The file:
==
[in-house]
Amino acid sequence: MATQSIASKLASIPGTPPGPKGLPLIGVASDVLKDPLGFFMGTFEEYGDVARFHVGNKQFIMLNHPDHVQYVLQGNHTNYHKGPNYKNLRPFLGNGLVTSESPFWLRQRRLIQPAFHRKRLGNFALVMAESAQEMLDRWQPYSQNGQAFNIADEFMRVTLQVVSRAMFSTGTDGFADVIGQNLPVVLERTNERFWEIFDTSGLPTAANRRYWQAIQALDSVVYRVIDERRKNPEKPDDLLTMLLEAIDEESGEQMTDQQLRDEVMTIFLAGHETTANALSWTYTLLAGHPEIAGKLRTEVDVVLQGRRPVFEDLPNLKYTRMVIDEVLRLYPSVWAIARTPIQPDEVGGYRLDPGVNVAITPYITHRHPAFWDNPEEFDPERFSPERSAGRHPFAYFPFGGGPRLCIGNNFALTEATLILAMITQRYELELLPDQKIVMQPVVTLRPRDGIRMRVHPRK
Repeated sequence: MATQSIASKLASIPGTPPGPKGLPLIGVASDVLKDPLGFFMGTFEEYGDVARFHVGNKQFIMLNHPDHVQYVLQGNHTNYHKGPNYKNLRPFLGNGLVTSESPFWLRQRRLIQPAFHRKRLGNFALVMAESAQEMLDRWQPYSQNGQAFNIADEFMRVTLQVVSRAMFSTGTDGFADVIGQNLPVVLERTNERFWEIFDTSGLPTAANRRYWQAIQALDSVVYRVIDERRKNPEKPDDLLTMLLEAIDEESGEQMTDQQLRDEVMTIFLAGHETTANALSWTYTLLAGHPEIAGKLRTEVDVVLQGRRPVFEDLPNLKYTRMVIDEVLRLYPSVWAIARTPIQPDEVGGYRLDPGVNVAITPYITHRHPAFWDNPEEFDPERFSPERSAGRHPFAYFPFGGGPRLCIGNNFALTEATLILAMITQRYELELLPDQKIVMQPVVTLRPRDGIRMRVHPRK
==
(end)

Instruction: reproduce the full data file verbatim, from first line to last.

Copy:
[in-house]
Amino acid sequence: MATQSIASKLASIPGTPPGPKGLPLIGVASDVLKDPLGFFMGTFEEYGDVARFHVGNKQFIMLNHPDHVQYVLQGNHTNYHKGPNYKNLRPFLGNGLVTSESPFWLRQRRLIQPAFHRKRLGNFALVMAESAQEMLDRWQPYSQNGQAFNIADEFMRVTLQVVSRAMFSTGTDGFADVIGQNLPVVLERTNERFWEIFDTSGLPTAANRRYWQAIQALDSVVYRVIDERRKNPEKPDDLLTMLLEAIDEESGEQMTDQQLRDEVMTIFLAGHETTANALSWTYTLLAGHPEIAGKLRTEVDVVLQGRRPVFEDLPNLKYTRMVIDEVLRLYPSVWAIARTPIQPDEVGGYRLDPGVNVAITPYITHRHPAFWDNPEEFDPERFSPERSAGRHPFAYFPFGGGPRLCIGNNFALTEATLILAMITQRYELELLPDQKIVMQPVVTLRPRDGIRMRVHPRK
Repeated sequence: MATQSIASKLASIPGTPPGPKGLPLIGVASDVLKDPLGFFMGTFEEYGDVARFHVGNKQFIMLNHPDHVQYVLQGNHTNYHKGPNYKNLRPFLGNGLVTSESPFWLRQRRLIQPAFHRKRLGNFALVMAESAQEMLDRWQPYSQNGQAFNIADEFMRVTLQVVSRAMFSTGTDGFADVIGQNLPVVLERTNERFWEIFDTSGLPTAANRRYWQAIQALDSVVYRVIDERRKNPEKPDDLLTMLLEAIDEESGEQMTDQQLRDEVMTIFLAGHETTANALSWTYTLLAGHPEIAGKLRTEVDVVLQGRRPVFEDLPNLKYTRMVIDEVLRLYPSVWAIARTPIQPDEVGGYRLDPGVNVAITPYITHRHPAFWDNPEEFDPERFSPERSAGRHPFAYFPFGGGPRLCIGNNFALTEATLILAMITQRYELELLPDQKIVMQPVVTLRPRDGIRMRVHPRK